(Reuters) - The U.S. Department of Health and Human Services, a key part of the federal response to the fast-spreading coronavirus outbreak, was hit by an unspecified “cyber incident” on Sunday, officials said on Monday.
HHS Secretary Alex Azar said there was “no data breach.” National Security Council spokesman John Ullyot said HHS networks “are functioning normally at this time” and that officials are investigating the matter.
Department spokeswoman Caitlin Oakley said there was a “significant increase in activity on HHS cyber infrastructure” on Sunday but that HHS was “fully operational.”
Neither Ullyot nor Oakley gave other details as to the nature of the problem. Bloomberg News, citing unnamed sources, said there had been multiple hacking incidents that appeared aimed at slowing the department’s systems.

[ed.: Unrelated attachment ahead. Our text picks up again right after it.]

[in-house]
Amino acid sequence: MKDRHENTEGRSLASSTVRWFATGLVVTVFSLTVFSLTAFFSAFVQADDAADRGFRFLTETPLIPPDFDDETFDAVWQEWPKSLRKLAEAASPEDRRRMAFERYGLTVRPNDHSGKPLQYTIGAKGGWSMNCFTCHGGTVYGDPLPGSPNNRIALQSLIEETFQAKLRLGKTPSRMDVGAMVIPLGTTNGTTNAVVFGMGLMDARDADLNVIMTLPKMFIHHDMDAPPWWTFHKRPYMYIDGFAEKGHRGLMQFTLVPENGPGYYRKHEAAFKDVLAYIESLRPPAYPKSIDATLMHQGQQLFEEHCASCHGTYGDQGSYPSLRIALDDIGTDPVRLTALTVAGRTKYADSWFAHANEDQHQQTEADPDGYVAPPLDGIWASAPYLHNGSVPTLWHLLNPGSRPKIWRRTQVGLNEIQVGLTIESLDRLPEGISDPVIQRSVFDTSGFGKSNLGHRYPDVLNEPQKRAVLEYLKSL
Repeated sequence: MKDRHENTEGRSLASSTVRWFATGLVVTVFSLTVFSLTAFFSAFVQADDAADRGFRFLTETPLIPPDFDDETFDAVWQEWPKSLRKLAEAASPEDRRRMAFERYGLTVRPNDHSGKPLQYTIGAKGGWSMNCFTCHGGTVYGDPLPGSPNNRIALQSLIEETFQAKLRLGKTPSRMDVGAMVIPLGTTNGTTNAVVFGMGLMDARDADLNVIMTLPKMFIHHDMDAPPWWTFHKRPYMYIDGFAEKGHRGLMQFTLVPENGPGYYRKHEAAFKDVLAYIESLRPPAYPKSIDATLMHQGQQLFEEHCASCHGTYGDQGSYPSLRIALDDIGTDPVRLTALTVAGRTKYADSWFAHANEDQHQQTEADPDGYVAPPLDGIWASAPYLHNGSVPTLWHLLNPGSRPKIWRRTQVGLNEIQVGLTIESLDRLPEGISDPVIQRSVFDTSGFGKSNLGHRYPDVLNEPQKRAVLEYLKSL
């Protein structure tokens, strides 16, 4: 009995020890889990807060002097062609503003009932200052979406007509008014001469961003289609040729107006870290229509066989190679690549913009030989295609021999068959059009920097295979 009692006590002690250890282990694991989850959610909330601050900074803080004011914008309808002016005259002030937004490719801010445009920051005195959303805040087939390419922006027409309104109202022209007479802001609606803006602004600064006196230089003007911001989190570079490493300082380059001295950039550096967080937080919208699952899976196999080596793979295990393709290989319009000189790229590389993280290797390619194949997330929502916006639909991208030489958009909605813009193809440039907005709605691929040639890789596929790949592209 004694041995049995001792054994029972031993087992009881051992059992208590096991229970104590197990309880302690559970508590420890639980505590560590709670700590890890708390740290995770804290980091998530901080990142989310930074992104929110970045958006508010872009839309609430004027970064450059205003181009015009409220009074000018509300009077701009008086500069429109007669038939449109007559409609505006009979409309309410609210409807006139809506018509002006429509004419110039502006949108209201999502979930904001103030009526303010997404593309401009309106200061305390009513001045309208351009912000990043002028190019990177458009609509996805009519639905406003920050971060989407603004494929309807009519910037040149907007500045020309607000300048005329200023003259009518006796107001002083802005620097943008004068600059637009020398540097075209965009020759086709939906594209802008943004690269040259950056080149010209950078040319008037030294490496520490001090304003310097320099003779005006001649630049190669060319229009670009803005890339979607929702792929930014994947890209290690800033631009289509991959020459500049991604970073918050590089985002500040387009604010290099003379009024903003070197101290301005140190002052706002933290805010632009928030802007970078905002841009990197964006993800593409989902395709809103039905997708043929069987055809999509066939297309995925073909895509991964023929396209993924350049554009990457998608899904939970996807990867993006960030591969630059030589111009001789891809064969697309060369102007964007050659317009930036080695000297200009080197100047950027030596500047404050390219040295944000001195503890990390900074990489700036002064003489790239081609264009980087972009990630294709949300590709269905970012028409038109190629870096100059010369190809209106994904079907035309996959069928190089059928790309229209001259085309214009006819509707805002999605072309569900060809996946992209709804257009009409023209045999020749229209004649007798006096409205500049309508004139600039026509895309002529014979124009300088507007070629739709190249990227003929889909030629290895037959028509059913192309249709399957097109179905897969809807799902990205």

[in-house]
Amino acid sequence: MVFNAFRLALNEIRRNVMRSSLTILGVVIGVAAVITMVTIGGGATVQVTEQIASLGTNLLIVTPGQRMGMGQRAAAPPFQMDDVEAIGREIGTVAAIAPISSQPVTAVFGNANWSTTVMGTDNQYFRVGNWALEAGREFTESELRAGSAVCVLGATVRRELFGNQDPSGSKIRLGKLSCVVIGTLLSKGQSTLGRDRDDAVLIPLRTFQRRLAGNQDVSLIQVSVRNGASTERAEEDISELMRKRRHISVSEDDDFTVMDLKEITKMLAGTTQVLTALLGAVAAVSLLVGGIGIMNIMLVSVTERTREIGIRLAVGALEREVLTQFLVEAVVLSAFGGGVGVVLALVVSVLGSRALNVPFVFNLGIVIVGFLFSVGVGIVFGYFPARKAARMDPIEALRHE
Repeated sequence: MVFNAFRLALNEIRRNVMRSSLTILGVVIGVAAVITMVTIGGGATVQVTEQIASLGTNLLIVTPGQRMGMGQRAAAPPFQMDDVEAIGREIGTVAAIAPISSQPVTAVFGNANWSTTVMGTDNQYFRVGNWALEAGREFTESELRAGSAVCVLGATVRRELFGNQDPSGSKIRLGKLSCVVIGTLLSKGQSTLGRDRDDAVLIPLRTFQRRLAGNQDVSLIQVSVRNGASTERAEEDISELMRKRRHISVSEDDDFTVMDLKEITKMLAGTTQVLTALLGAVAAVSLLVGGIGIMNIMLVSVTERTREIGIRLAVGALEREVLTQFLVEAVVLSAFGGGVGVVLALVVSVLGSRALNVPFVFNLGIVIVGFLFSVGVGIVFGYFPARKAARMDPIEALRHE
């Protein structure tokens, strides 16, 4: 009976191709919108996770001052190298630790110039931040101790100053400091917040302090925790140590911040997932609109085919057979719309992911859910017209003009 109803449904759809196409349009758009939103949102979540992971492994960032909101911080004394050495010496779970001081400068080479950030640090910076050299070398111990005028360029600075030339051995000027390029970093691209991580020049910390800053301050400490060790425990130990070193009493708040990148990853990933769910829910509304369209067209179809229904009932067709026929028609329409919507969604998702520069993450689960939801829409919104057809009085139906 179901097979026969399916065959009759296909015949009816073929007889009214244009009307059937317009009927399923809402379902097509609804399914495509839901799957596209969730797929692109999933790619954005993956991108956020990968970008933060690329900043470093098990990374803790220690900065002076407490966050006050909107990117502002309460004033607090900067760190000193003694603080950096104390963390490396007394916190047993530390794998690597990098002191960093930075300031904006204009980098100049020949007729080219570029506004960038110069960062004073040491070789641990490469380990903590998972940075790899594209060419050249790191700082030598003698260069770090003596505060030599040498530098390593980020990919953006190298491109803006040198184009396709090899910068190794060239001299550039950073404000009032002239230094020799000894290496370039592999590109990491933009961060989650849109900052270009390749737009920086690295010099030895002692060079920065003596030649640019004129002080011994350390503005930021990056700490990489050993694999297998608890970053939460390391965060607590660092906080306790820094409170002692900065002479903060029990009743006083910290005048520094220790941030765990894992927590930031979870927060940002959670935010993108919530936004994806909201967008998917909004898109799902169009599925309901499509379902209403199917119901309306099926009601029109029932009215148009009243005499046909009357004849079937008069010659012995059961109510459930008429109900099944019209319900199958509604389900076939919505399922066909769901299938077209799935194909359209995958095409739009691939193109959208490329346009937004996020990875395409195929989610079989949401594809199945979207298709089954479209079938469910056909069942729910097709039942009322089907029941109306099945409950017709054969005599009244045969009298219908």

On Twitter, a Bloomberg reporter said the incident involved “overloading the HHS servers with millions of hits” - an apparent reference to a denial-of-service in which a fire hose of digital traffic is directed toward a website in a bid to knock it offline.
Such incidents are common and rarely bring down government sites. The department website appeared to be accessible on Monday.
Bloomberg tied the incident to the release of a statement by the National Security Council just before midnight on Sunday that denied rumors of a national quarantine, saying that text messages suggesting otherwise were fake. “There is no national lockdown,” said the statement, which was posted to Twitter.
It is not immediately clear how the denial of service would have been related to the fake quarantine rumors.
Reacting to the report, Senator Ben Sasse of Nebraska said that Americans “should expect an increase in cyberattacks and stay vigilant” as the nation increasingly becomes absorbed in the fight against the virus.
Reporting by Susan Heavey and Caroline Humer; Editing by Chizu Nomiyama, Paul Simao and Will Dunham